1325. Picturing the American West. Explores the ways in which the American West has been represented in visual imagery from the early 19th century to today.
1331. Romantic Century: Cultural Content of Artistic Form in the 19th Century. Major art movements of the 19th century from Gothic Revival, Neoclassicism, Romanticism, and Realism to Impressionism, Post-Impressionism, and Symbolism, with emphasis on parallel developments in politics, philosophy, literature, music, and dance. (Also SMU-in-Copenhagen)
1332. Twentieth Century Art: Sources and Styles of Modern Art. Major art movements of the 20th century from Art Nouveau, Fauvism, Expressionism, Cubism and Futurism, the Bauhaus, and Surrealism to the contemporary, with emphasis on parallel developments in politics, philosophy, literature, music, and dance. (Also SMU-in-Copenhagen)
1333. Introduction to Visual Culture. Designed to help students develop the skills necessary to negotiate the visual culture in which we now live. Organized as an introduction to the media, methods, and issues of visual culture through the dialectic of copies and originals. Questions of originality and authenticity are particularly resonant today in the age of video and electronic media where digital technology has generated a world of endlessly reproducible, transmittable images. The class is particularly well-suited to students interested in art, art history, advertising, film, and electronic media.
3303. Archaeological Field Methods of Italy. Archaeological field experience in classical archaeology in Italy. Students will be introduced to the principles of archaeological field method through lectures and field experience. Lectures on Etruscan history, art, and culture also will be provided.
3306. Mummies, Myths, and Monuments of Ancient Egypt: Art and Expression of Eternal Egypt. Mummies, magic, pyramids, and pharaohs provide the focus for a survey of the exotic world of the ancient Egyptians as seen through their brilliantly preserved art and architecture along the banks of the Nile. Egyptian artistic developments from Pre-Dynastic times through the New Kingdom are followed.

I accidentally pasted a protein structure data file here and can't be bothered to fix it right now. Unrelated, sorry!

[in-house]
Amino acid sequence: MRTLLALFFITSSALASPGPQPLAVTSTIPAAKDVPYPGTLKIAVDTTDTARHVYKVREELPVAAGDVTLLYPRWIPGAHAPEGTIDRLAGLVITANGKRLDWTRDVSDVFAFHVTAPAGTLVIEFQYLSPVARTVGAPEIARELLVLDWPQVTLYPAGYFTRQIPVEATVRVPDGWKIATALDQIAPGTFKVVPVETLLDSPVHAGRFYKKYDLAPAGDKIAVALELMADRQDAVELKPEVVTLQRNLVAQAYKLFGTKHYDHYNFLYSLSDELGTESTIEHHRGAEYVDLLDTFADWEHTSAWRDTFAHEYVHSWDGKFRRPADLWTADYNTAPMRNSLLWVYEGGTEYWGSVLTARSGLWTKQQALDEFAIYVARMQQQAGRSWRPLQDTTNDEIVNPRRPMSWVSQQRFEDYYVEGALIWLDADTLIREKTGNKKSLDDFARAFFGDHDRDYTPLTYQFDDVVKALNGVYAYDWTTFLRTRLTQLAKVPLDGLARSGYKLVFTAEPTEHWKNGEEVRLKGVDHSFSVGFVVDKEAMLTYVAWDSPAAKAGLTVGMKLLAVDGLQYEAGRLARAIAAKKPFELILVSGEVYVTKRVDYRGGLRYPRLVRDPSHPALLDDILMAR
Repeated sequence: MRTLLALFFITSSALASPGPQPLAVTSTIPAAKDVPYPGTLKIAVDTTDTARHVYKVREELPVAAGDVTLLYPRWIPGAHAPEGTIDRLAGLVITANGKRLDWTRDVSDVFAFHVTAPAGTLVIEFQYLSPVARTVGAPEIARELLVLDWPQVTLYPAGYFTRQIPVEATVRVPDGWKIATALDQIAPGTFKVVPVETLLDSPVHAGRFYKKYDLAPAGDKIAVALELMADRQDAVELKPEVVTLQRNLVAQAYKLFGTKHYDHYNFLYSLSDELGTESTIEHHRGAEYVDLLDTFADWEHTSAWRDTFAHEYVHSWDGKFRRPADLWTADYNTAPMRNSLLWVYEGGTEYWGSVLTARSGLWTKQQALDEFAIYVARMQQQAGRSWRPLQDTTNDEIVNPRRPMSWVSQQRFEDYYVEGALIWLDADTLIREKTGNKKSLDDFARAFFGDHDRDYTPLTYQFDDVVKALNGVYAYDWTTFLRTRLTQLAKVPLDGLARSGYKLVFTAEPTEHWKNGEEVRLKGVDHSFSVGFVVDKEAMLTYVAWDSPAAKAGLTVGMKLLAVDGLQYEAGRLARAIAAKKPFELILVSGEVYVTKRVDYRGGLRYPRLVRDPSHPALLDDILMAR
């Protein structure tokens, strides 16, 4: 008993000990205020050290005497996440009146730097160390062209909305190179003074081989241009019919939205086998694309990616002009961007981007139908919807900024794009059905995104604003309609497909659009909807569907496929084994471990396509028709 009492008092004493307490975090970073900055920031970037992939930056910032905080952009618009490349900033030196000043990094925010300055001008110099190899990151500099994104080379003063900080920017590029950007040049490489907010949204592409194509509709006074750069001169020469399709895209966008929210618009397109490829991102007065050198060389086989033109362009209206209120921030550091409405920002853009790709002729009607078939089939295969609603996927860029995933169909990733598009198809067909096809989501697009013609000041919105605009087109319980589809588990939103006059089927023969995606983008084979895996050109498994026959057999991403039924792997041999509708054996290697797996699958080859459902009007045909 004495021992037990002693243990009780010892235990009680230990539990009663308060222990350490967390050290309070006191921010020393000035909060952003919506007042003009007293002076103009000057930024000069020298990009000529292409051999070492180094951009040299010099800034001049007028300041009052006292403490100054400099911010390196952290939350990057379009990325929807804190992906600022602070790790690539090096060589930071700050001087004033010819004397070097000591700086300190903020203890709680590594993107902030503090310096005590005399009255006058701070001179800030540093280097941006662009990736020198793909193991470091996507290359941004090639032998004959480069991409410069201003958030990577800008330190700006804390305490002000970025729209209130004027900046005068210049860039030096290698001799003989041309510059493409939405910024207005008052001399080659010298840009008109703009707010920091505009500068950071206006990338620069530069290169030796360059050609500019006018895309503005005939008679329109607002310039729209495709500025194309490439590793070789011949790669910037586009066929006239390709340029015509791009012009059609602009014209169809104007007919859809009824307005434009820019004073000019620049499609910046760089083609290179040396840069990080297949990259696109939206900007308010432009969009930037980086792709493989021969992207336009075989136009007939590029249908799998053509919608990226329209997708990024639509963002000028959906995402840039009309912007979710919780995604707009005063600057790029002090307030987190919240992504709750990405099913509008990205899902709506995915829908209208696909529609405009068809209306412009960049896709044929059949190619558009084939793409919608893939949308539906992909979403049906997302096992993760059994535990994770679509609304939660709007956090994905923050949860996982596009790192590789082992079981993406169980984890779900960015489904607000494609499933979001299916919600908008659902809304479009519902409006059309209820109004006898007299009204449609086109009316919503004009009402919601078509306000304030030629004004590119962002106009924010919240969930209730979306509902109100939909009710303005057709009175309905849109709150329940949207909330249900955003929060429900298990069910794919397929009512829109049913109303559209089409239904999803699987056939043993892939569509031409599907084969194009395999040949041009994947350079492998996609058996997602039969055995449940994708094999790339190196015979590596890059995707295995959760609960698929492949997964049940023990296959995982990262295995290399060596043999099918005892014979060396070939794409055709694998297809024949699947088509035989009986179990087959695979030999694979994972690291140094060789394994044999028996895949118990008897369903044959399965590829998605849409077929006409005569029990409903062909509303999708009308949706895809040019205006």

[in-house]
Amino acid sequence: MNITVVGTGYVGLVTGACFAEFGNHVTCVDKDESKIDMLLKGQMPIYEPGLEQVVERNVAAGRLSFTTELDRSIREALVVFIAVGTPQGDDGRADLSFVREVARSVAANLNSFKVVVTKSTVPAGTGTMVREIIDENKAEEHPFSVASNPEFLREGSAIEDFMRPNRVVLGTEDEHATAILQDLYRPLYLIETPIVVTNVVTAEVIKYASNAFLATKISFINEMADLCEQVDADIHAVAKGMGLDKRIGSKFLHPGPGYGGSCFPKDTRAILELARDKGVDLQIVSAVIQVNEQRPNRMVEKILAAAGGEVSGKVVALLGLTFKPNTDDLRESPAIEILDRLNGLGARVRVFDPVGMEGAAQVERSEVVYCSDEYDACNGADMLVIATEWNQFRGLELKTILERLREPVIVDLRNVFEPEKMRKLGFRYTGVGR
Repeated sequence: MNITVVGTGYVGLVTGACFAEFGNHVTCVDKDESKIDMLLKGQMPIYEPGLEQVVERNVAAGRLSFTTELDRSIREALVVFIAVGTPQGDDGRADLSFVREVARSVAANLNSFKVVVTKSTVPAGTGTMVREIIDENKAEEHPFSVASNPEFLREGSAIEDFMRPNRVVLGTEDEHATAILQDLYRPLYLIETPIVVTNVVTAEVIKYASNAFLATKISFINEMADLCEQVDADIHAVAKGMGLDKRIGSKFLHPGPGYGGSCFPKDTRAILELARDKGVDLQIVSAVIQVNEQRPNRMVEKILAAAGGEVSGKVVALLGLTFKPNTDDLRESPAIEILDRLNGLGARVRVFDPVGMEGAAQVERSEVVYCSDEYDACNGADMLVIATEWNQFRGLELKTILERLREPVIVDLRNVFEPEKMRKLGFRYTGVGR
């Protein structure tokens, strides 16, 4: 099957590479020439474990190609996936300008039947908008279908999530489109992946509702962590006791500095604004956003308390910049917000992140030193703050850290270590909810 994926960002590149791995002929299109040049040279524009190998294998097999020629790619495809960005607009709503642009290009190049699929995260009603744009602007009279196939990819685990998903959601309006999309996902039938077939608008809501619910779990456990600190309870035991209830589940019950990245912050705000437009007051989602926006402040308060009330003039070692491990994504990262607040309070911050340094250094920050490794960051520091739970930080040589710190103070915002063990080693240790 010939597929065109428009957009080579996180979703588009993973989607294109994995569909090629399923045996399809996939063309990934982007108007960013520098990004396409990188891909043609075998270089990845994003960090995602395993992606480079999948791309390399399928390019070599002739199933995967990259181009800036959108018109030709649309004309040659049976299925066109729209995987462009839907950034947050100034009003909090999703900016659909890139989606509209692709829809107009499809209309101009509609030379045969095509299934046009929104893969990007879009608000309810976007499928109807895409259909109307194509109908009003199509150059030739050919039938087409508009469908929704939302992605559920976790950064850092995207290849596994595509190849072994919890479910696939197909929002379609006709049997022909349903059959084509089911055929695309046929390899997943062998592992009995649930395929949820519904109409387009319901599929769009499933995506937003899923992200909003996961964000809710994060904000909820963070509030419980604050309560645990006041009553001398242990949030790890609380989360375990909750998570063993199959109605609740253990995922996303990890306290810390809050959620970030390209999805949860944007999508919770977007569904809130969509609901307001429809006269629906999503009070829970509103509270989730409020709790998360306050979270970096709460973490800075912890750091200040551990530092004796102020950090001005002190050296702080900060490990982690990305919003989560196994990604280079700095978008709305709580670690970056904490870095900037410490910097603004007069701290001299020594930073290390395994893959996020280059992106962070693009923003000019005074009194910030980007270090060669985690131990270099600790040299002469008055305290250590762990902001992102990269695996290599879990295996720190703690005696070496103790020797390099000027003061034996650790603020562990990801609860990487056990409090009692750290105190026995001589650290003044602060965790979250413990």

3311. Mortals, Myths, and Monuments of Ancient Greece. A visual analysis of the rich tapestry of ancient Greek culture, fountainhead of Western civilization, with emphasis on mythological, archaeological, and historical settings in which the art and architecture occur. Touches on various aspects of ancient Greek life including religious practices, Olympic contests, theatrical performances, and artistic perfection, among others.
3312. Etruscan and Roman Art. A survey of the art, architecture, and material culture of Etruscan and Roman Italy from about 800 BC to the advent of Christianity. Begins with the Etruscans and their neighbors in Iron Age Italy and ends with Roman art in the age of Constantine. Special emphasis placed on the interpretation of art within the historical, social, and cultural context of ancient Italy.
3313. The Etruscans and Iron Age Italy. The art and architecture of early Italy, including Etruscan art, early Roman art, and "Italic" art will be studied with respect to the cultural context and environment.